Guest post by Dr. Christopher Ray, chief technology officer of Medical Information Records, creator of AnesthesiaOS, a cloud-based EHR solution for anesthesiologists and winner of Dell’s “Advancing Medicine” Healthcare Innovation Challenge.
Mobility and Bring Your Own Device (BYOD) strategies are transforming all aspects of healthcare by enabling physicians, nurses and medical staff to improve the delivery of care while enhancing patient outcomes and safety.
The upsides are impressive: Fast, responsive, agile solutions that streamline healthcare workflows and harness big data to deliver smarter care and more personalized medicine. By enabling providers to use preferred devices and mobile cloud software, mobility can help transcend how electronic medical records (EMR) are captured, accessed and viewed.
When it comes to mobility and BYOD in healthcare, however, security and compliance must go hand-in-hand. In creating AnesthesiaOS, a fully mobile anesthesia information management system (AIMS), we focused on providing greater efficiency in practice management while ensuring the highest levels of safety and integrity for protected health information (PHI).
To that end, creating, achieving and maintaining compliance with both patient privacy and healthcare standards was accomplished by leveraging the following set of comprehensive best practices:
Protect, Identify and Confirm All Regulated Data
The biggest challenge healthcare organizations face today is preventing information from ending up in the wrong hands. Since protecting information is an overarching goal, it’s crucial to identify all regulated data that will be generated on, accessed from, stored on or transmitted by a mobile or BYO device.
Guest post byJason Thomas, CIO and IT director of Green Clinic Health System, and Dell Software solutions user.
Across the healthcare landscape, organizations are expected be in complete compliance with all security and privacy policies on all devices – even personal devices brought in by doctors, nurses, clinicians and administrators.
Being compliant involves many things, including training staff, revising business agreements, modifying policies, staying up-to-date on the newest technologies and updating notices of privacy practices as new regulations go into effect – such as the HIPAA Omnibus Final Rule.
While most of the industry’s current compliance strategies are focused on maintaining privacy and protecting patient data, the more recent addition of bring-your-own-device (BYOD) brings a whole new level of complexity into the compliancy equation.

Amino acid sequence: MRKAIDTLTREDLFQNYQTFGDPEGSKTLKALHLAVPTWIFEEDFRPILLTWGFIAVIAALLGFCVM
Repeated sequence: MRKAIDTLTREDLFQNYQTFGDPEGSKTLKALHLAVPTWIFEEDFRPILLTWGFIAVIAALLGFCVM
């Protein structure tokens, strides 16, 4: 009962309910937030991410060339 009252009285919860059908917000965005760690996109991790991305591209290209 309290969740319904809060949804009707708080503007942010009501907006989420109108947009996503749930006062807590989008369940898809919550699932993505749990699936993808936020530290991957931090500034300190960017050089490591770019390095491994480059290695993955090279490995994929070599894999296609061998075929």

David Willis, vice president and distinguished analyst at Gartner, recently stated, “BYOD strategies are the most radical change to the economics and the culture of client computing in business in decades.” He added that the benefits of BYOD include creating new mobile workforce opportunities, increasing employee satisfaction and reducing or avoiding costs.
Guest post by John Moynihan, healthcare segment manager, Global Industry Marketing, Siemens Enterprise Communications and Randy Roberts, vice president, mobility portfolio, Siemens Enterprise Communications.
Technology in business today can seem like a zero-sum game. When the employees win, they are able to do whatever it takes to be productive. But doing that tends to tie the hands of IT, keeping them from locking down devices and services well enough to make sure their information is secure. This situation is becoming more common in the medical industry, with clinicians and computing staff often at odds over convenience versus security. Doctors, traditionally reluctant to adopt new technology or take any risks with tried-and-true methods for caring for their patients, have taken to mobility as a duck to water.
Because access to patient information allows them to better do their jobs, doctors in particular are quickly adopting tablets and smartphones. And while they’re not ignorant of the security risks of these devices, particularly the potential for patient information to be lost or stolen, their focus is on caring for their patients. In fact, even if their business doesn’t provide or specifically allow for mobility, they are bringing their own devices into the office.
A recent Ovum study showed that almost 60 percent of employees bring some type of mobile device into the workplace. There are a few names for this, Bring Your Own Device (BYOD), Bring Your Own PC (BYOPC), Bring Your Own Phone (BYOP), User Introduces Unsecure Device onto My Network and Then Loses My Secure Data (UIUDOMNTLMSD).
Alright, so I made that last one up, but that is how most IT managers feel when the discussion is started about BYOD. An end user bringing a device to work is both a gift and a curse for any sized company. We see an increase in productivity but also the increased threat of data being lost or stolen. Having a strong mobile device management (MDM) strategy can help companies reap the benefits of BYOD while limiting the consequences.